I am able to see attachment theory at play in my practice in the most notable ways, and this feels like such an important opportunity to support secure attachments right from an early and pivotal point. In having a MDT approach our mums are able to access the likes of infant massage and New Born Observations (NBO) with our staff able to identify and promote infant mental health, whilst supporting mothers with needs such as bonding.
Bridging the gaps
When I joined our team, the passion for helping mothers and infants was clear to see: barriers to women accessing the service are always part of discussion. For example, as we work in a diverse area in the north west of England where around 66 per cent of our community identify as White British, our service has needed to consider how we support all women to access our services.
Around nine in 10 women have experienced feelings of stigma around maternal mental health which could prevent them from accessing support (Russell, 2017). In 2021, the Maternal Mental Health Alliance said that seven in 10 women reported that they underplayed the severity of their illness. This could correlate to perceived stigma and our service’s experience of women fearing support and what it might mean for their children. We find that there is often a misconception that children will be removed from the care of their mother if she is experiencing mental health difficulties.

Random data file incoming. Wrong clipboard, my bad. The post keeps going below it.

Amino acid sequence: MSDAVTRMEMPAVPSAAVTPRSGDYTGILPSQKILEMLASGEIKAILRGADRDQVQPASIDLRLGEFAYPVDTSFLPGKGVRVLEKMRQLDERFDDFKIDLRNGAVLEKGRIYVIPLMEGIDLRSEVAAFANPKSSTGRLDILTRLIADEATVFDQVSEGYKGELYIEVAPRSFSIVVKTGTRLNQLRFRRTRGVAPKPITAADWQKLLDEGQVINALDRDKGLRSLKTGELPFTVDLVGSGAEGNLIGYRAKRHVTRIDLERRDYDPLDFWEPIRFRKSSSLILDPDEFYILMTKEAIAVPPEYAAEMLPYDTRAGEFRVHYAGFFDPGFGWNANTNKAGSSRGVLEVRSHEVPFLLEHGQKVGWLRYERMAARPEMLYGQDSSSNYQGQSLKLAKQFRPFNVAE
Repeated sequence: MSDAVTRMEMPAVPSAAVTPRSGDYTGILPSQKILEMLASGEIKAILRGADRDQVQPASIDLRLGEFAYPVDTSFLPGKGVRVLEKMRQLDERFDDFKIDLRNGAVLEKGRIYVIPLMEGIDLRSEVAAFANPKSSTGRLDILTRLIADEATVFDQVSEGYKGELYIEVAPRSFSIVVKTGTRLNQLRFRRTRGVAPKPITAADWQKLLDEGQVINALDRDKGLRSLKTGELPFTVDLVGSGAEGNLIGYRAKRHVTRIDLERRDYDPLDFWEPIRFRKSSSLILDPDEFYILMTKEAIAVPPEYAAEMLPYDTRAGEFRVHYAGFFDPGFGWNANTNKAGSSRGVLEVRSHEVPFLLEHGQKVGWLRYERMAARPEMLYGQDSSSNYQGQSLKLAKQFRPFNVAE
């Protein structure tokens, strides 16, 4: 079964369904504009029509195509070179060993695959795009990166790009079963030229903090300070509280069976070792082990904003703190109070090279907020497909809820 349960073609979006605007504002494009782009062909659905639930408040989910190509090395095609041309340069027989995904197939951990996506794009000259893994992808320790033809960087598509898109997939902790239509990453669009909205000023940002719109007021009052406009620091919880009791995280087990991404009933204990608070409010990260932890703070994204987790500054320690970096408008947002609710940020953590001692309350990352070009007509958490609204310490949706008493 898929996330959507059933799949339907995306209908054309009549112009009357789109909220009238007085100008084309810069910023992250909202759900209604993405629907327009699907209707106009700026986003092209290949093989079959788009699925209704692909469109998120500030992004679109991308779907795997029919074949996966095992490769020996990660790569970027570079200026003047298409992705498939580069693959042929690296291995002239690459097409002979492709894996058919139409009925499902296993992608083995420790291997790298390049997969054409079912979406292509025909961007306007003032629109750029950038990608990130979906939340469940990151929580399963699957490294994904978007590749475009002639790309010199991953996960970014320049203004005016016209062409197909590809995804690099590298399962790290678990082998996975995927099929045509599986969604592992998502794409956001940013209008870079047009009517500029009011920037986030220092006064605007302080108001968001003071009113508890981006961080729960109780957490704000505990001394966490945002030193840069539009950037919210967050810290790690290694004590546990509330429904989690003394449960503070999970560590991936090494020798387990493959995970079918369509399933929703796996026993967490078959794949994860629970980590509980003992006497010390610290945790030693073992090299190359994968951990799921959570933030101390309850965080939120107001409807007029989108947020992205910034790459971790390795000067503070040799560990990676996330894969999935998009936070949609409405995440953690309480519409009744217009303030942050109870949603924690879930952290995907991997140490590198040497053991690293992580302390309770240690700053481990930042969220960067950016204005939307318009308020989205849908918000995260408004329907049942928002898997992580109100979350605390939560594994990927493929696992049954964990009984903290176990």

Recent steps taken to address the evidence of women struggling to access our specialist perinatal support has included the team having a presence in hospital antenatal clinics. As one in five women can develop perinatal mental health problems during the antenatal period (Tommy’s, 2018). Our SPCMHT has plans to join community antenatal clinics too. The hope is that some of the barriers women may face in accessing pathways to our service can be further reduced by bridging the gap between physical and mental health services. NHS England (2021) has also pledged in its maternity transformation programme to increase the continuity of care for women, particularly of minority backgrounds, where choice and personalised care are made more readily available.
The feelings that I connect within my role have been levels of gratitude, compassion and job satisfaction that I had not reached before in my work. I hope that as perinatal mental health is more widely discussed, mothers feel more empowered to access support. As the African proverb states ‘it takes a village to raise a child’. Our perinatal service is there to be a part of the village mums need to allow them and baby to have the best possible outcomes.
- Laura Waring is an Assistant Psychologist at the Pennine Specialist Perinatal Mental Health Team in Blackburn.